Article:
The OEIS is supported by the many generous donors to the OEIS Foundation.

 Hints (Greetings from The On-Line Encyclopedia of Integer Sequences!)
 A374224 Integer part of the total Euclidean length of the shortest minimum-link polygonal chains joining all the nodes of the grid {0,1,...,n-1} X {0,1,...,n-1}. 0
 0, 3, 12, 20, 28, 40, 53, 68, 85, 104, 125, 148, 173, 200, 229, 260, 293, 328, 365, 404, 445, 488, 533, 580, 629, 680, 733, 788, 845, 904, 965, 1028, 1093, 1160, 1229, 1300, 1373, 1448, 1525, 1604, 1685, 1768, 1853, 1940, 2029, 2120, 2213, 2308, 2405, 2504 (list; graph; refs; listen; history; text; internal format)
 OFFSET 1,2 COMMENTS This sequence describes the optimal solution of the 2D generalization of the well-known nine dots problem, published in Loyd’s Cyclopedia of Puzzles (1914), p. 301. Since Solomon Golomb constructively proved that, for any n >= 3, the minimum-link polygonal chain covering a given {0,1,...,n-1} X {0,1,...,n-1} grid consists of (exactly) 2*(n - 1) line segments, we only need to find the shortest trail satisfying the constraint above. In detail, if n = 2, the trivial spanning path (0,1)-(0,0)-(1,0)-(1,1) is optimal. If n = 3, we have the classic solution of the nine dots problem (0,1)-(0,3)-(3,0)-(0,0)-(2,2). Now, if n > 3, a valid upper bound is given by n^2 + 5*sqrt(2) - 3, but it is possible to improve this solution for the n = 5 case by providing the trail. (2,3)-(4,3)-(1,0)-(1,3)-(4,0)-(0,0)-(0,4)-(4,4)-(4,1), whose total Euclidean length is 20 + 6*sqrt(2). In the end, assuming n > 5, we can recycle the mentioned solution, then extend the last line segment to reach (4,-1), and finally apply the square spiral pattern to the (extended) ending segment of the {0,1,...,n-1} X {0,1,...,n-1} grid solution in order to get the solution for the {0,1,...,n} X {0,1,...,n} case, joining 2*n + 1 more points by spending two additional line segments having a combined length of 2*n (and this is an iterative strategy which is optimal for any n > 5). LINKS Table of n, a(n) for n=1..50. Marco Ripà, Shortest polygonal chains covering each planar square grid, arXiv:2207.08708 [math.CO], 2022. See pp. 11-13. Index entries for linear recurrences with constant coefficients, signature (3,-3,1). FORMULA a(1) = 1, a(2) = 3, a(3) = floor(5*(1+sqrt(2))) = 12, a(5) = floor(20 + 6*sqrt(2)) = 28, and a(n) = floor(n^2 + 5*sqrt(2)) - 3 iff n = 4 or n >= 6. For n > 5, a(n) = n^2 + 4. G.f.: x^2*(3 + 3*x - 7*x^2 + x^3 + 4*x^4 - 3*x^5 + x^6)/(1 - x)^3. - Stefano Spezia, Jul 02 2024 EXAMPLE a(2) = 3 since we can join the points {0,1}^2 with a spanning path consisting of 3 line segments having a total Euclidean length of 2^2 - 1. MATHEMATICA Join[{0, 3, 12, 20, 28} Table[Floor[n^2 + 5*Sqrt[2]] - 3 , {n, 6, 50}]] CROSSREFS Cf. A002193, A010000, A058992, A373537. Sequence in context: A063244 A344015 A281813 * A063102 A122576 A212760 Adjacent sequences: A374221 A374222 A374223 * A374225 A374226 A374227 KEYWORD nonn,easy,new AUTHOR Marco Ripà, Jun 30 2024 STATUS approved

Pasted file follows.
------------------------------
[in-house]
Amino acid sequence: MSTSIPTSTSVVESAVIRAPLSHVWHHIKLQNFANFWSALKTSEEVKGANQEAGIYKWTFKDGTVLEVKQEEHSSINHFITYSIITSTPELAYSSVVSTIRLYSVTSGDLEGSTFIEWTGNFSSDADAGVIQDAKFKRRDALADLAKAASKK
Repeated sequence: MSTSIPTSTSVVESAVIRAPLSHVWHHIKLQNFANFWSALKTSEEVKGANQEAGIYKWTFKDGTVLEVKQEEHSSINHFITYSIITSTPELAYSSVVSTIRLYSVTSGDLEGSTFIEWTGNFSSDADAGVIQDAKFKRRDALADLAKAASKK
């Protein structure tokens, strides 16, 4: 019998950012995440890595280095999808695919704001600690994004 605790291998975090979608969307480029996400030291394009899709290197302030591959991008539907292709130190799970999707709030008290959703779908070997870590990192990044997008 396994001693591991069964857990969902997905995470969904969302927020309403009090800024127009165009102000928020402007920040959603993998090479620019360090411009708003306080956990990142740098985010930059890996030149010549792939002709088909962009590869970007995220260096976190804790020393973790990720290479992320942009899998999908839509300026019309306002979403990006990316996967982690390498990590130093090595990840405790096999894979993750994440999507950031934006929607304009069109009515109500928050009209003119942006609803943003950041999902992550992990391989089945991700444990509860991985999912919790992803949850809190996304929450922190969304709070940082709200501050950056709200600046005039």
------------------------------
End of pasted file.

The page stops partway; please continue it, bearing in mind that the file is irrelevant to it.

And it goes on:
Lookup | Welcome | Wiki | Register | Music | Plot 2 | Demos | Index | Browse | More | WebCam
Contribute new seq. or comment | Format | Style Sheet | Transforms | Superseeker | Recents
The OEIS Community | Maintained by The OEIS Foundation Inc.

Last modified August 4 13:44 EDT 2024. Contains 374923 sequences. (Running on oeis4.)